The new revelation came on Lindes International hydrogen Day celebrations on February 24th. The firm published estimates of 3.5 billion Euro for the building of a hydrogen infrastructure by 2020, significantly cheaper than earlier estimates that have put a price tag of some dozens of billions of Euro. For instance, the Trans-European Transport Network (TEN-T) estimated infrastructure investments at 220 billion Euro by 2020.
6.1 million hydrogen cars by 2020
This, first-of-its-kind report and its cost estimates were commissioned by Linde from e4teck consultants and the Imperial College, London, which analysed 12 different scenarios for the production and distribution of hydrogen in the transportation sector—that sector which will likely reap the early benefits of a hydrogen-based fuel economy. The report bases its calculations on anticipated infrastructure creation costs projections and an assumed 6.1 million hydrogen cars, which themselves will cost an estimated 870 million to manufacture.
"The results of this report are a clear signal to us," said Linde President Wolfgang Reize.
"It shows that the switch-over to a hydrogen community is possible."
Step by step development
The report suggests that breaking ground with the hydrogen infrastructure begin in populated areas and large cities to secure the best market influx early on. Further development will gradually include all major European cities and the highways that connect them, suggests the report, which will make hydrogen available for one third of the Europes population of 120 million.
"That the report indicate that it’s most suitable in the highest populated areas first is something Bellona has said for a long time, said Bellona hydrogen Technology expert Isak Oksvold. "This should mould the foundation for a Norwegian initiative of hydrogen development."
It remains to be seen if the various European governments embrace Lindes ambitions, even while Linde president Reitzle points to positive responses from the these countries and says their endorsement will give investors and customers security and incentive. He suggested tax relief for hydrogen use to make the cross-over to a hydrogen driven energy economy society more palatable.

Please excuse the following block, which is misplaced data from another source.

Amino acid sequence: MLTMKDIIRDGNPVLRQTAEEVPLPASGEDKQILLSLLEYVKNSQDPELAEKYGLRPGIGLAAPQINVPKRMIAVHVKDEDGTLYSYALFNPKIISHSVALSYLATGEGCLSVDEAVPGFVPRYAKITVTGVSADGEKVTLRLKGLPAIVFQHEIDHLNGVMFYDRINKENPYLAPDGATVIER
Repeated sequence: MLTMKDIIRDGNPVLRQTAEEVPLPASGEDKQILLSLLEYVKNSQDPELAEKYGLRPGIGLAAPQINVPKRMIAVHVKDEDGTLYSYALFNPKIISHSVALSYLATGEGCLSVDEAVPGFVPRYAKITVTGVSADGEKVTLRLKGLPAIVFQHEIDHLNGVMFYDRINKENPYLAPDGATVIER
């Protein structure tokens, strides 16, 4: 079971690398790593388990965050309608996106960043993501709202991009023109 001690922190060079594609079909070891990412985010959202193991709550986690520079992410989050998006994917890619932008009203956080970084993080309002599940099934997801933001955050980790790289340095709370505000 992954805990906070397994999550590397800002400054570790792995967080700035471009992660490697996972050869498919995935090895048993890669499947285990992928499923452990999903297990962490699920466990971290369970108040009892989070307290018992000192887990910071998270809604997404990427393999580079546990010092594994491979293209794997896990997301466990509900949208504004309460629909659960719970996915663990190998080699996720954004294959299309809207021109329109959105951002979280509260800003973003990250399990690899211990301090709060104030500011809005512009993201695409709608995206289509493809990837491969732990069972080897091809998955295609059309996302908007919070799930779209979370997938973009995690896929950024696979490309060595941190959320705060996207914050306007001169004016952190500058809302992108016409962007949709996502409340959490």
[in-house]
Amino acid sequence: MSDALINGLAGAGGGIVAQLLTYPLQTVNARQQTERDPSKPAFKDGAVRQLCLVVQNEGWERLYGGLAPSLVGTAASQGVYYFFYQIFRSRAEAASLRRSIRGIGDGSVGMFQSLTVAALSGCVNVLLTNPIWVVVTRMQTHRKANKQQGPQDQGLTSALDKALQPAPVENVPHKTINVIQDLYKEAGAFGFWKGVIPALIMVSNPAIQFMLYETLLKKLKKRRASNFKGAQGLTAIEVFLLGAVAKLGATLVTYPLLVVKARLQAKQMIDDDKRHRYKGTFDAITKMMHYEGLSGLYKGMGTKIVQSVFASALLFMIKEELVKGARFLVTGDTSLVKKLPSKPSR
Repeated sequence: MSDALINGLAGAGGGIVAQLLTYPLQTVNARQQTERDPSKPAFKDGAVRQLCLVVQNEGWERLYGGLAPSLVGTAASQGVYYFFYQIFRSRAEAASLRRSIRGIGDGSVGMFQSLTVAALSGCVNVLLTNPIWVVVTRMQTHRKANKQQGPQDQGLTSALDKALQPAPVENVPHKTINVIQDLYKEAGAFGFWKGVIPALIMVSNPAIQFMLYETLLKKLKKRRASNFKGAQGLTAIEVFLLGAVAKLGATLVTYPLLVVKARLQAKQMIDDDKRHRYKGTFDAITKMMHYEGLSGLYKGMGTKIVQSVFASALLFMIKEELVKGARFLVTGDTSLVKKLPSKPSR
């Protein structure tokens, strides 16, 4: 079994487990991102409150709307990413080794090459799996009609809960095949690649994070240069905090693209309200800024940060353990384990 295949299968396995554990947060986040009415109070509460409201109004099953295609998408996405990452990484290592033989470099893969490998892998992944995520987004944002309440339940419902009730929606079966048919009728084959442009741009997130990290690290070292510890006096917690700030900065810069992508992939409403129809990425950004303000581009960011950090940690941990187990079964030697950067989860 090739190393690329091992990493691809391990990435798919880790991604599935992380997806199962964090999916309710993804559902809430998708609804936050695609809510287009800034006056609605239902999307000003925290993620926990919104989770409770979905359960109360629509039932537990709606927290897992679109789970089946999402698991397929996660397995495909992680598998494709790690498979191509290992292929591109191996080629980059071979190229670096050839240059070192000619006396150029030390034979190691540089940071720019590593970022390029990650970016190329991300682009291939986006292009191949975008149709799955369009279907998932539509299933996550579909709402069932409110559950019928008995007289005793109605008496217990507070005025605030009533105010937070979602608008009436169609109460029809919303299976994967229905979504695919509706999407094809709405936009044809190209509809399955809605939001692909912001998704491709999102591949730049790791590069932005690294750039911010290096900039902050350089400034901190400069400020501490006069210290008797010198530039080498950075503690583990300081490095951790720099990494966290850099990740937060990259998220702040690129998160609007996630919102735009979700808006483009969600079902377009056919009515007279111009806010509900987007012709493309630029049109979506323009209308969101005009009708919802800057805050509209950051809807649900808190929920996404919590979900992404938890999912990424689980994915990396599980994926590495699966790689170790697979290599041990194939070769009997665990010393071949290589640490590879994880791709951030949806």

Linde made it clear at Thursdays event that the firm want to set up 40 hydrogen fuel stations along the Autobahn, making it possible to drive pollution-free between all the major cities in Germany. The fuel stations will form a 1800-kilometre "hydrogen ring," connecting Berlin, Munich, Stuttgart and Cologne with fuel stations every 50 kilometres.
Linde has dubbed the project "The European hydrogen Highway," and estimates that getting the filling stations up and running will cost a little under EUR 30 million.
Even though the schedule is not completely ironed out yet, the Linde company declared at "International hydrogen Day" that they wish to start development as soon as possible. They are also open to co-operation with similar projects in neighbouring countries.
Possible signal of victory for hydrogen vehicles
The German car industry has invested much time and money in hydrogen technology. A so called "hydrogen ring" would be a golden opportunity to test their pollution free cars in at fully developed infrastructure. The proposed 1800-kilometre route is placed at favourable positions for the big car makers and development centres, and some of Lindes hope is that this will nudge car producers take the opportunity to give their cars a test run in real conditions. The "ring" development will also show the cost limit of hydrogen infrastructure.
Linde is respected as a serious industrial concern that would not likely hatch such an initiative just for the sake of PR. Linde works closely with leading car producers such as BMW and GM- OPEL to develop hydrogen technology.
"The initiative form Linde may therefor mean they see more hydrogen cars on German highways within a short time" says Bellonas Oksvold. He did not rule out that Linde has shared information or inked agreements with car producers, that enable them to propose such an ambitious endeavour.
Lindes co-operation with Bellona in Norway
Linde Gas is one of Europes leading fuel producers with environmentally-friendly hydrogen as a specialisation. In addition to hydrogen, the firm also delivers tanks to store the fuel in. This includes stationary tanks and tanks for use in cars. Bellonas collaborating partner AGA is being taken under Linde Gas wing will represent Norways hydrogen endeavours. AGA has been collaborating with Bellonas own hydrogen car project, and delivers hydrogen for the two cars. AGA has additionally been an invaluable partner and contributed to the knowledge of hydrogen and gas installations.